The church, that’s you and me, has to accept the responsibility of being visible by going into the public square to address the social ills that plague our society. We do that very well in many social ministries, and many who are in those ministries feel not enough is being done. It is also true that pro-life groups provide many services to women in a crisis pregnancy and there are various private and public services for the children saved from abortion. However, there is one group of people to whom we really need to turn our attention.
I am referring to the men who are responsible for the crisis pregnancy. Most men who are responsible do not accompany their partner to the abortuary or the crisis pregnancy center, or accept responsibility for their participation in the situation. We are not talking about half, but less than 5 percent. An unwanted pregnancy has become the “woman’s problem,” and we have been addressing that attitude in many ways with various programs, but the number of pregnancies outside of wedlock is skyrocketing along with sexually transmitted diseases (STDs).
In discussing the male participation in the crisis pregnancy and what is being done, I was shocked to learn that youngsters as young as 14 and 15 years old in the city are responsible. Immorality and promiscuous behavior is the norm among our young people. We can all understand why by just turning on the radio, watching TV or the Internet, going to the movies and being bombarded by the advertising industry. Schools and government don’t help by teaching safe sex, and they do not place a value on chastity. However, statistics worldwide have shown that teaching no sex before marriage has reduced the plague of STDs and crisis pregnancies, but we are not there yet.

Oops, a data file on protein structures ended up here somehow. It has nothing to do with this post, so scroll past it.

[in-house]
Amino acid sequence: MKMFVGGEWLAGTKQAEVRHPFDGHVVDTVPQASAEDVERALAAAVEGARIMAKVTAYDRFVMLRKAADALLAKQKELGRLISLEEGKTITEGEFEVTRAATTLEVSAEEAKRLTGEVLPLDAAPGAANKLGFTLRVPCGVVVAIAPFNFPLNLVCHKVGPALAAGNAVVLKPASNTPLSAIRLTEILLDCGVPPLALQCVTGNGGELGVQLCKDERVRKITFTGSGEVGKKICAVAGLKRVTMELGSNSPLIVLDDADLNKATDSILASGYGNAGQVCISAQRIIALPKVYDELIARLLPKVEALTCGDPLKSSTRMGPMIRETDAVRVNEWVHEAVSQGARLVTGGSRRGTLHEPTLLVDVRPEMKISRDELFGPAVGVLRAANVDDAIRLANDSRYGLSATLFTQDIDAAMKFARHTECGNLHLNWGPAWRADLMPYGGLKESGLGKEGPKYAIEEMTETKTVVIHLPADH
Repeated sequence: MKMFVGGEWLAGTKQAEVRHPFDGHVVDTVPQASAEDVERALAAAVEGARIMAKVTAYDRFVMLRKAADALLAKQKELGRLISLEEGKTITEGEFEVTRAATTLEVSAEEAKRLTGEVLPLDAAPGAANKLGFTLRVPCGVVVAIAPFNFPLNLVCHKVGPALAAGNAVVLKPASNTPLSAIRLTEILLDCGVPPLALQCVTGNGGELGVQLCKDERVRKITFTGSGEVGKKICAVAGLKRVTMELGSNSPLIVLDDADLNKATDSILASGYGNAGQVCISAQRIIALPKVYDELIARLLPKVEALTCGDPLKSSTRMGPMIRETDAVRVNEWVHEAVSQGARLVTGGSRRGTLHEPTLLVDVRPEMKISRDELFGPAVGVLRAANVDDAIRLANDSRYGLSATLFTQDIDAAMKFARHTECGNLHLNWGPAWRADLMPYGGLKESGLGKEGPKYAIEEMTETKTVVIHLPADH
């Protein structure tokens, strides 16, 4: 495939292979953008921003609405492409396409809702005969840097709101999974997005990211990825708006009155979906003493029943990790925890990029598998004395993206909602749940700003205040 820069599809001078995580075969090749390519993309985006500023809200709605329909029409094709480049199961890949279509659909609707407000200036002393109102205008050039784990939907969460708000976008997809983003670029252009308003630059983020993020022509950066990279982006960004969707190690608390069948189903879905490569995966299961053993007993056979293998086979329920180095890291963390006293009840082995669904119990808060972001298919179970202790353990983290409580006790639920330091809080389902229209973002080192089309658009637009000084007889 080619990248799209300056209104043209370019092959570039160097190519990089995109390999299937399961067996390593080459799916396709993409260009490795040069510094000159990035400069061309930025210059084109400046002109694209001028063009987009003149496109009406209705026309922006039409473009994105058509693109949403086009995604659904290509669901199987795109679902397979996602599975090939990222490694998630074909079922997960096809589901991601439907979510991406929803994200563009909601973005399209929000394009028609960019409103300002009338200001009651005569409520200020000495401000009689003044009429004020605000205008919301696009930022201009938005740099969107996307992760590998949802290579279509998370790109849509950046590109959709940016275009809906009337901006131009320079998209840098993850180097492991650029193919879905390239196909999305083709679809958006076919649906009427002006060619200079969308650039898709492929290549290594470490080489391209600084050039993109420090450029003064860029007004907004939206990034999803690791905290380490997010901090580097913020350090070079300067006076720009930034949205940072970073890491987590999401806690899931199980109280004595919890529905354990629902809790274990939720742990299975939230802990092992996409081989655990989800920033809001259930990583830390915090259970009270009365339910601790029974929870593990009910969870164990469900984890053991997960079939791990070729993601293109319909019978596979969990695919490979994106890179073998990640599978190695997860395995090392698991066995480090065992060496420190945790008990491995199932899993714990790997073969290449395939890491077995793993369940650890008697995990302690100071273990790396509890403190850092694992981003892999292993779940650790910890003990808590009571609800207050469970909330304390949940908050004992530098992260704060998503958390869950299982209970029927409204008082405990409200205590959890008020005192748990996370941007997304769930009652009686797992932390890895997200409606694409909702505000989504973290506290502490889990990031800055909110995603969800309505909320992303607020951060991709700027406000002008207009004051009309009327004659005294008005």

So what is the easy solution? There is none! These men don’t go to church where morality is being preached or read The Catholic Review. They hang out in the street’s popular locations and in the malls. So the solution is that we have to go where they are.
Every church community has to know where they are hanging out and what they are doing, and an effective plan to reach these young people has to be worked out.
I have checked out a couple of Web sites on male mentoring programs, but they do not work in street ministry. Most private organizations and government agencies offer classroom-type programs, and most are not religious based. They fall back on safe sex training, STD testing and most place an emphasis on how and why young women should not consider an early pregnancy. The problem I learned is that the young men’s attitude toward sexual encounters is a kind of “badge of entry” into the adult world that is very hard to change.
How can we instruct our young men to treat girls like we would want our mothers and sisters to be treated, when many mothers have children of several partners and their step-sisters are not blood relationships? I think we have to look to the success of AA and NA and recruit men who have changed their lives from a promiscuous lifestyle to chaste living to reach these young men. I haven’t found that group yet.
Deacon Richard “Monti” Montalto, of St. Thomas Aquinas in Hampden, is a member of the Archdiocese of Baltimore’s Respect Life Committee.